In 1531 the Book of Jonah appeared with an important and highly interesting prologue, the only copy known of which is in the British Museum. (6)

Meanwhile the demand for New Testaments, for reading or for the flames, steadily increased, and the printers found it to their advantage to issue the Worms edition of the New Testament in not less than three surreptitious reprints before 1534. This is testified by George Joye in his Apology, who himself brought out a fourth edition of Tyndale's New Testament in August 1534, freed from many of the errors which, through the carelessness of the Flemish printers, had crept into the text, but with such alterations and new renderings as to arouse the indignation of Tyndale. The only remaining copy, a 16mo, is in the Grenville library. To counteract and supersede all these unauthorized editions, Tyndale himself brought out his own revision of the New Testament with translations added of all the Epistles of the Old Testament after the use of Salisbury. It was published in November 1534 at Antwerp by Martin Emperowr. Prologues were added to all books except the Acts and the Apocalypse, and new marginal glosses were introduced. Three copies of this edition are in the British Museum, and it was reprinted in 1841 in Bagster's Hexapla. In the following year Tyndale once more set forth a revised edition, "fynesshed in the yere of oure Lorde God A.M.D. and XXXV.," and printed at Antwerp by Godfried van der Haghen. (7) In this headings were added to the chapters in the Gospels and the Acts, and the marginal notes of the edition of 1534 were omitted. It is chiefly noted for the peculiarities of its orthography. Of this edition one copy is in the University library, Cambridge, a second in Exeter College, Oxford, and a fragment in the British Museum. It is supposed to have been revised by Tyndale while in prison in the castle of Vilvorde, being the last of his labours in connexion with the English Bible. His execution took place on the 6th of October 1536, and about the same time a small folio reprint of his revised edition of 1534 was brought out in England, the first volume of Scripture printed in this country, probably by T. Berthelet. (8) A perfect copy is found in the Bodleian library. In later years, between 1536 and 1550, numerous editions of Tyndale's New Testament were printed, twenty-one of which have been enumerated and fully described by Francis Fry. (9)

"The history of our English Bible begins with the work of Tyndale and not with that of Wycliffe," says Dr Westcott in his History of the English Bible, p. 316, and it is true that one of the most striking features of the work of Tyndale is its independence. Attempts have been made to show that especially in the Old Testament he based a great deal of his work on the Wycliffite translations, but in face of this we have his own explicit statement, "I had no man to counterfet, nether was holpe with englysshe of eny that had interpreted the same (i.e. the New Testament), or soche lyke thinge in the scripture beforetyme." (10)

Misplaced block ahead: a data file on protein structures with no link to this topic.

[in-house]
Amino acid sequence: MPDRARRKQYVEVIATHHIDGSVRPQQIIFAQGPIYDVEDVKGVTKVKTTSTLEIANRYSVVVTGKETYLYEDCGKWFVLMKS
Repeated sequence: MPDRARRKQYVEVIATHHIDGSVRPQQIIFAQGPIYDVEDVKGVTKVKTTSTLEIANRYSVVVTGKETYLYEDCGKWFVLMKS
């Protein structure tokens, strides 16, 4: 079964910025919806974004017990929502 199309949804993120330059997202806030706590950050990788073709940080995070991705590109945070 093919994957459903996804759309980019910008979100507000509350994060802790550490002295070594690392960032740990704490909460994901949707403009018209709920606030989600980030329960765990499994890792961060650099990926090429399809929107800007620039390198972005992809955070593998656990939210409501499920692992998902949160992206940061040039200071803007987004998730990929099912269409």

He translated straight from the Hebrew and Greek originals, although the Vulgate and more especially Erasmus's Latin version were on occasion consulted. For his prefaces and marginal notes he used Luther's Bible freely, even to paraphrasing or verbally translating long passages from it.

Apart from certain blemishes and awkward and even incorrect renderings, Tyndale's translation may be described as a truly noble work, faithful and scholarly, though couched in simple and popular language. Surely no higher praise can be accorded to it than that it should have been taken as a basis by the translators of the Authorized Version, and thus have lived on through the centuries up to the present day.

The following specimens may prove of interest:—

The thryde Chapter. (Matthew iii. 1-4.) In those dayes Ihon the baptyser cam and preached in the wyldernes of Iury, saynge, Repent, the kyngedom of heven ys at hond. Thys ys he of whom it ys spoken be the prophet Isay, whych sayth: the voice of a cryer in wyldernes, prepaire ye the lordes waye, and make hys pathes strayght. Thys Ihon had hys garment of camelles heere, and a gyrdyll of a skynne about hys loynes. Hys meate was locustes and wyldhe ony.

(Matthew vi. 9-13.) 0 oure father which art in heven, halewed be thy name. Let thy kingdom come. Thy wyll be fulfilled, as well in erth, as hit ys in heven. Geve vs this daye oure dayly breade. And forgeve vs oure treaspases, even as we forgeve them whych treaspas vs. Lede vs nott in to temptacion, but delyvre vs from yvell. Amen. (Grenville 12179.)

1. B. F. Westcott, History of the English Bible (3rd ed), revised by W. Aldis Wright (London, 1905), p. 25.

2. Pref. to Genesis, p. 396 (Parker Soc.).

3. Photo lithographed by Edw. Arber (London, 1871).

4. Reprinted by G. Offor (London, 1836); reproduced in facsimile by Francis Fry (Bristol, 1862).

5. Reprinted with an introduction by J. T. Mombert (New York, 1884).

6. Reproduced in facsimile by Francis Fry (1863).

7. Cf. H. Bradshaw, Bibliographer (1882-1881), i. 3 ff. (reprinted 1886).

8. See F. Jenkinson, Early English Printed Books in the Univ. Libr. Cambridge, iii. (1730).

9. See Biographical Description of the Editions of the New Testament, Tyndale's Version, in English (1878).

10. Epistle to the Reader in the New Testament of 1526, reprinted by G. Offor; cf. Parker Soc. (1848), p. 390.